Give it or Steal it Back...?

The European Union (EU) has a plan for adopting stricter capital requirements and better corporate governance for banks and investment firms (the so-called ‘CDR IV’ project). Despite the fact it only concerns financial institutions, this projected Directive could indirectly heavily impact non-financial corporations. The new rules will have to be translated into national law by the end of 2012. In this new proposal, it appears that there will be no exemptions for exposures to corporates from Credit Valuation Adjustment (CVA) charges (regulation, part3, title VI, p.56). Should we as European corporate treasurers be worried by this part of the proposal? We certainly should.

At the treasury association level, we are really concerned about the potential impact on bilateral derivatives trades, which may become very expensive due to new capital requirements imposed on banks to hold the capital to cover the CVA risk. Banks will be forced to charge more to corporates and therefore hedging may become unaffordable. As for the EMIR discussions on OTC (over-the-counter) derivatives reform, we believe that there is a very strong case for exempting trades with corporates from the CVA charge in the CRD IV.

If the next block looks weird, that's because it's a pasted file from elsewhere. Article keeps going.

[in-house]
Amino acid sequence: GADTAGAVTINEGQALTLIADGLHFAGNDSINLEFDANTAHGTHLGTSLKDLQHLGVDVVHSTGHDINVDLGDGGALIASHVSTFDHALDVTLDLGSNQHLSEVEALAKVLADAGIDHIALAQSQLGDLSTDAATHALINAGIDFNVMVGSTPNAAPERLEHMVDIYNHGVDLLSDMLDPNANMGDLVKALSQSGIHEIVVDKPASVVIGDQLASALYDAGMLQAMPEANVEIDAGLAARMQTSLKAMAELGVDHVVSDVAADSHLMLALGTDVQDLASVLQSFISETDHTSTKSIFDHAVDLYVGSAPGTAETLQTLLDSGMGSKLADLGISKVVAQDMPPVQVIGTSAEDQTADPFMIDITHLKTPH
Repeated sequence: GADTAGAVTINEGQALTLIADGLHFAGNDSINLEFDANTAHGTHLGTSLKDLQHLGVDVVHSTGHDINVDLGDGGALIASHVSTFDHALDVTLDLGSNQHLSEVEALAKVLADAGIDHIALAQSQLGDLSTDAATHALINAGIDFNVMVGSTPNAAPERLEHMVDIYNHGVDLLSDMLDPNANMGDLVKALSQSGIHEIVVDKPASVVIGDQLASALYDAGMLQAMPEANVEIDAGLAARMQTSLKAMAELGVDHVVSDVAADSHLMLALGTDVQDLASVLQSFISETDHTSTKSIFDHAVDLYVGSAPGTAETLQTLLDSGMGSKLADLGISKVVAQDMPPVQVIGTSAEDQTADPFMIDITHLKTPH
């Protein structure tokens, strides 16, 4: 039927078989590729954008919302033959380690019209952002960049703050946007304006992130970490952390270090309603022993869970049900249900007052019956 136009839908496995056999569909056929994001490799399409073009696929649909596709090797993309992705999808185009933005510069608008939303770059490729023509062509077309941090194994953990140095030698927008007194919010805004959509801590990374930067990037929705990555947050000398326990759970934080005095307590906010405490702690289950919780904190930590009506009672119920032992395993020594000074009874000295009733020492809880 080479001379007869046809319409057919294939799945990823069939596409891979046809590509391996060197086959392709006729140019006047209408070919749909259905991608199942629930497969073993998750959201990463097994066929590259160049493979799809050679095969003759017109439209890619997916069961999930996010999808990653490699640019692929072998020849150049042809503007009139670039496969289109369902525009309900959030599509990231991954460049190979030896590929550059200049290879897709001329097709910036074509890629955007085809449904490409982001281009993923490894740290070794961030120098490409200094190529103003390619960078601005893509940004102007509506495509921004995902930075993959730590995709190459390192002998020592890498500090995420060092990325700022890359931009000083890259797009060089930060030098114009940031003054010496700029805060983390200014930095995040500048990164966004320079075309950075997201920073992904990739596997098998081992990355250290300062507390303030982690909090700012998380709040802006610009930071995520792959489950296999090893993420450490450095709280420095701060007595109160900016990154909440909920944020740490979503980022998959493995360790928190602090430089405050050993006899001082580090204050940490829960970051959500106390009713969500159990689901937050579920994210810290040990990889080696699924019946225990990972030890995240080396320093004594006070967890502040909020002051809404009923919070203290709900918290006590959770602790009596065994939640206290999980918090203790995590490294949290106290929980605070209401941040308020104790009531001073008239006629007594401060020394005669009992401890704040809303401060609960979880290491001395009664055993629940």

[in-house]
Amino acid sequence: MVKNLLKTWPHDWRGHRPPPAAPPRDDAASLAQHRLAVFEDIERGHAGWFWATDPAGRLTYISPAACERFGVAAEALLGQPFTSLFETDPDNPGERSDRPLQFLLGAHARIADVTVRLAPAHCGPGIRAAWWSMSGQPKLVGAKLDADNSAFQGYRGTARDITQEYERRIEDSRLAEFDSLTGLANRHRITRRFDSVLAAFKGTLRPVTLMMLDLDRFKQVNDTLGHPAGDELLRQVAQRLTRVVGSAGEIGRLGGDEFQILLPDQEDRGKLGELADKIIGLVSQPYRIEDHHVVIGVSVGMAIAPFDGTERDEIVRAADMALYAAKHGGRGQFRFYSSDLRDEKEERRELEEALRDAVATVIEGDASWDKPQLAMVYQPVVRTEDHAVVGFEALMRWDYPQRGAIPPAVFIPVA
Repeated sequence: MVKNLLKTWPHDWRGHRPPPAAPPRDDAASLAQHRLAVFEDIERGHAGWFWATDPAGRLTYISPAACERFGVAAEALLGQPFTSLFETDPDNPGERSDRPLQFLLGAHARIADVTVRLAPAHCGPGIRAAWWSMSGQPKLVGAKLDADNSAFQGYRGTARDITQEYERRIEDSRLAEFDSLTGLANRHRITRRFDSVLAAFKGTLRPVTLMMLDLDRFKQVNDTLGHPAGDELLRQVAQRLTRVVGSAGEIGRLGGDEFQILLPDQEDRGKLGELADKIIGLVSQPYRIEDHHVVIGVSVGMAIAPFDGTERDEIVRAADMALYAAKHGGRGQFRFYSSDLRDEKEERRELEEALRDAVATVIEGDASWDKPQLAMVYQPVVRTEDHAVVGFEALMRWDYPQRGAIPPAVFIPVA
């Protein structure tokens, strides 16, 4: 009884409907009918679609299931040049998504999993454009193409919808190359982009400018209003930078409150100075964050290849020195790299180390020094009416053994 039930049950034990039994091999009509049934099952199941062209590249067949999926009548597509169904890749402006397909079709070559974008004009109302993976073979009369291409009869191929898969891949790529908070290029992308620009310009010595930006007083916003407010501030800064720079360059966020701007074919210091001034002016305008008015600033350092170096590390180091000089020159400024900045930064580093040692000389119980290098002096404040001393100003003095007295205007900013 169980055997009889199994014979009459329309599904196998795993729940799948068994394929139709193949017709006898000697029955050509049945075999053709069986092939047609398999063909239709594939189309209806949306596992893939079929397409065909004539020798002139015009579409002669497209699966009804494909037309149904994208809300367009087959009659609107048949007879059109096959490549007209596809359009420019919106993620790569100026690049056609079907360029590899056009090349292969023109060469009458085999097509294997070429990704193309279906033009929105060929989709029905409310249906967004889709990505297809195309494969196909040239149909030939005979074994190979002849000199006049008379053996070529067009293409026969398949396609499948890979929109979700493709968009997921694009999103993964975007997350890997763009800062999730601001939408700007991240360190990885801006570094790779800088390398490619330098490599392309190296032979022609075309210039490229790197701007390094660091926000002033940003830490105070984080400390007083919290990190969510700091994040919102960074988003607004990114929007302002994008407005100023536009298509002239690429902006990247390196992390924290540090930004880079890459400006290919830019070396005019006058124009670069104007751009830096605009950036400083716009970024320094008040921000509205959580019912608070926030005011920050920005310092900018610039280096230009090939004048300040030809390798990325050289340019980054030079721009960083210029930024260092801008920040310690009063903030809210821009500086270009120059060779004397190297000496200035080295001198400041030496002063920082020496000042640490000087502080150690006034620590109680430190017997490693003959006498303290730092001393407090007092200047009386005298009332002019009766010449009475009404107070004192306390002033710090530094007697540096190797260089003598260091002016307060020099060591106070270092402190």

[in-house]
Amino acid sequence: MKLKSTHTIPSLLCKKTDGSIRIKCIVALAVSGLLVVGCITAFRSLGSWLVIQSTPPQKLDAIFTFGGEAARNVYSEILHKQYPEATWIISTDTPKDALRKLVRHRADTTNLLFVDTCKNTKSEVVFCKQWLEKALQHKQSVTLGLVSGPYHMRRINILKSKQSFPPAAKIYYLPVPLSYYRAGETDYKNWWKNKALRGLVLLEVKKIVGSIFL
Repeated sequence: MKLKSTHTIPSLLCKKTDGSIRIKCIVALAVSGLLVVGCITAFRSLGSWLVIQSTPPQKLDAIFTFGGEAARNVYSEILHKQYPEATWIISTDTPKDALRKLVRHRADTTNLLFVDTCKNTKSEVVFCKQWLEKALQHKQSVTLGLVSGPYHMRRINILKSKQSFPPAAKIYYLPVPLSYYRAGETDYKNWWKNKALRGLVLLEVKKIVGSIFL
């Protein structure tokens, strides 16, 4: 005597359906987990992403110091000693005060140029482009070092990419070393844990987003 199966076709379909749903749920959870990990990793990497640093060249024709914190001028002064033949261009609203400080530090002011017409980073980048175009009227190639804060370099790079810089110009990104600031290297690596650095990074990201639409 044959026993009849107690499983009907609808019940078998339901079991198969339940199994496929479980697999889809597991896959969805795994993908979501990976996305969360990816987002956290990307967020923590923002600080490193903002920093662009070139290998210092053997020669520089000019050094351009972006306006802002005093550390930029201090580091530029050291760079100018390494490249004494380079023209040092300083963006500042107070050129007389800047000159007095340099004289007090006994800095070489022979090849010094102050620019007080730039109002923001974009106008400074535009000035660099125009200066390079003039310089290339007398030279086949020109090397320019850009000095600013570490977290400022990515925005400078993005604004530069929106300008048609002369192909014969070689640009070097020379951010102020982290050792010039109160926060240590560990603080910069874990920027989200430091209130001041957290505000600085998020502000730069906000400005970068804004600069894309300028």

Key Points

  • Cost of hedging transactions
  • Basel III
  • The ultimate effects of CRD IV


Written by

François Masquelier
Head of Corporate Finance and Treasury, RTL Group, and Honorary Chairman of the European Association of Corporate Treasurers
RTL Group

Tax & Accounting Series (15 articles)


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